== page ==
One of the first operations that may be performed as part of the example processes is an induction-variable analysis. In this example, an induction variable includes a register that is only defined once in a loop, where the register definition is linear and invariant, the register definition occurs on all loop paths, and the register definition does not exist in an inner-loop. The VPC-related analysis identifies more cases than are typically considered induction variables, e.g., the register definition may not necessarily need to occur on all paths. On the other hand, certain types of linear transformations that are based on large strides may be ignored since they may be unfeasible for an attacker (attacks require contiguous access or predictable short strides).

FIG. 6 shows an example of a loop and control flow to illustrate the identification of induction variables and VPCs. In this first example, the loop structure includes three basic blocks. The arrows and associated instructions highlight some situations of interest with regards to induction variable identification. Line 604 highlights an instruction that increments r12 by constant value #4. Because r12 is only updated by this instruction and is resident in a basic block that is provably reached via every loop path, it meets the criteria of an induction variable that is also relevant for VPC identification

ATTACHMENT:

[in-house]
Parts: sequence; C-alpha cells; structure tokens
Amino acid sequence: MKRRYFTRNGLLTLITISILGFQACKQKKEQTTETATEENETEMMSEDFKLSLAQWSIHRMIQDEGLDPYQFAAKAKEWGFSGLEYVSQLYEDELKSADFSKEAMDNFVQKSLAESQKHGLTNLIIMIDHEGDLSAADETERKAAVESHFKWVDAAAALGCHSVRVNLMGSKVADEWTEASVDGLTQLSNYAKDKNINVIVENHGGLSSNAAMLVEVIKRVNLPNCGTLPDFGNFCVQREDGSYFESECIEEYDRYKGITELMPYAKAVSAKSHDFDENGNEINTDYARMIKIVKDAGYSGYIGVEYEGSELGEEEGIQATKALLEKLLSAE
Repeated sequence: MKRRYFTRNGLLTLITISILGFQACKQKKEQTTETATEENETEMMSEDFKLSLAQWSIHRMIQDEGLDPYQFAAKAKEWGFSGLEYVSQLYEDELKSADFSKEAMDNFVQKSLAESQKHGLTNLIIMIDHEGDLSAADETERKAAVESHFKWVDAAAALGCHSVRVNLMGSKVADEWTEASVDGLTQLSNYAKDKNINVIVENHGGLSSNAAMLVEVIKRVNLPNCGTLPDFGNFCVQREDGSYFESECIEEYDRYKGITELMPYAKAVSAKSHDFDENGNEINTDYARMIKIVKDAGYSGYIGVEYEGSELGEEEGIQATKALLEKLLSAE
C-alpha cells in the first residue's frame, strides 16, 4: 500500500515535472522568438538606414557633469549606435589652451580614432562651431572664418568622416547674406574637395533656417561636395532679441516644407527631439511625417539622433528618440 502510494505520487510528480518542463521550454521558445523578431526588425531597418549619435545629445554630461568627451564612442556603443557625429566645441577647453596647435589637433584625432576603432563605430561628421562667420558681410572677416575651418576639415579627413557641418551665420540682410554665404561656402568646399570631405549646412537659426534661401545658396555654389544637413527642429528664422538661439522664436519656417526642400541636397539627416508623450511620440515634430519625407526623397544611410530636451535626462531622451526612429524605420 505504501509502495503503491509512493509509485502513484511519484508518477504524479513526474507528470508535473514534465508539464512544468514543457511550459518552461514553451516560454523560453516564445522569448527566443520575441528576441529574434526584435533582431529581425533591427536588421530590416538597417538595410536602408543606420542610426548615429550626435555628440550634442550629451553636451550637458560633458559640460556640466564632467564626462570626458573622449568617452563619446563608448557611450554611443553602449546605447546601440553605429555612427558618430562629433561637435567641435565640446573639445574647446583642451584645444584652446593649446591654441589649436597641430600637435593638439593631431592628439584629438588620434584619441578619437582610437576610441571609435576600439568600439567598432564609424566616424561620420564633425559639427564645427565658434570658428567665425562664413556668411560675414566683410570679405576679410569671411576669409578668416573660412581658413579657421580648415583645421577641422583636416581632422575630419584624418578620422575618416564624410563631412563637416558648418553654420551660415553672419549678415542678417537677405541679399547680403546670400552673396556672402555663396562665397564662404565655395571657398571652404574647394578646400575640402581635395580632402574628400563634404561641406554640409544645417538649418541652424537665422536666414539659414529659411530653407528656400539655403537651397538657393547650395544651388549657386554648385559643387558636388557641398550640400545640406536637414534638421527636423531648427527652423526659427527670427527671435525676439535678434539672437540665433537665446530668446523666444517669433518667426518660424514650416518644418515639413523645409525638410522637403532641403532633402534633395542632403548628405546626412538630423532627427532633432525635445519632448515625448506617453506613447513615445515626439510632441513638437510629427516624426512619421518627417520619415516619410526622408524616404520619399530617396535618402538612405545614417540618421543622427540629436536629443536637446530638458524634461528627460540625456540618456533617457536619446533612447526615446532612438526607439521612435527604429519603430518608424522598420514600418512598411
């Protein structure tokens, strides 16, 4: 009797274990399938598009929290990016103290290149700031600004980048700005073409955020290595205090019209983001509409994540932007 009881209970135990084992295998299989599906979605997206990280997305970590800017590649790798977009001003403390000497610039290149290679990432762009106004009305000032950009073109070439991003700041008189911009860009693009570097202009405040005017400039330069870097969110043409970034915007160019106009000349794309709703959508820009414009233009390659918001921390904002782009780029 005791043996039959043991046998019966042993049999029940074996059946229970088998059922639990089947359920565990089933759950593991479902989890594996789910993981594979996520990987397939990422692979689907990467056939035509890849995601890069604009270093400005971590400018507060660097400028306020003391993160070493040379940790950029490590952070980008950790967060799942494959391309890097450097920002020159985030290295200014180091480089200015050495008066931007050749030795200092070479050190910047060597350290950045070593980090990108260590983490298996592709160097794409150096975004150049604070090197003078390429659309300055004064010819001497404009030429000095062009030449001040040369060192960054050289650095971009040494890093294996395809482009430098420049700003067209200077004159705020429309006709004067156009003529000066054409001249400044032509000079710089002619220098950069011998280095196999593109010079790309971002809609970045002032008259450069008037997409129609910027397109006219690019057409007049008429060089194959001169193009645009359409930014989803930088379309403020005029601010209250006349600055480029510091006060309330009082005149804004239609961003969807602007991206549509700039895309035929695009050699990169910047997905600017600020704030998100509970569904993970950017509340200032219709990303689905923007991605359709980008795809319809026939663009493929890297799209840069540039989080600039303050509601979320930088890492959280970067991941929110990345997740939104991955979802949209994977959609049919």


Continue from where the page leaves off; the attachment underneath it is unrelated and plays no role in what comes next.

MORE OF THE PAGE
In this example, r8 is not deemed to be an induction variable relevant to VPCs in this loop. In basic block BB1, r8 is decremented by a constant value of #4 in every loop iteration. However, r8 is also modified through a multiplication instruction on one of the paths that would remove it from VPC consideration since it has a non-linear access pattern. In some instruction sets registers used in address definition could automatically incremented to decremented effectively becoming induction variable candidates.

Vulnerability Point Candidate (VPC) Identification:

In some implementations, an example VPC identification process directly ties into the example exploitation detection, the example runtime path identification, and the example healing process, which are described herein.

In this regard, most loops contain many memory instructions. In fact, statistically, it can be expected that in a RISC binary, 25% of the instructions will be memory instructions, with a third of these being memory writes. The example processes attempt to identify a specific class of memory writes that can enable the goals of an attacker, such as VPCs.

The example in FIG. 6 has several memory instructions of interest. Instruction 605 could represent a VPC since it is based on an induction variable and has a linear access pattern, if the instruction also could not be excluded for being unrelated to system-system or user-system interactions. This example shows an instruction that stores the contents of r10 to the memory address defined by the expression r5+r12. As previously noted, in this example, r12 has been identified as an induction variable. Conversely, 603 highlights a store instruction that does not meet these criteria. This instruction relies on r8 and r1 to define its address. In this loop, as shown, r8 is not identified as an induction variable because it is modified in a non-linear fashion. The other address register, r1, is also defined via a load instruction, overall causing an access pattern that cannot be leveraged by an attacker for payload insertion.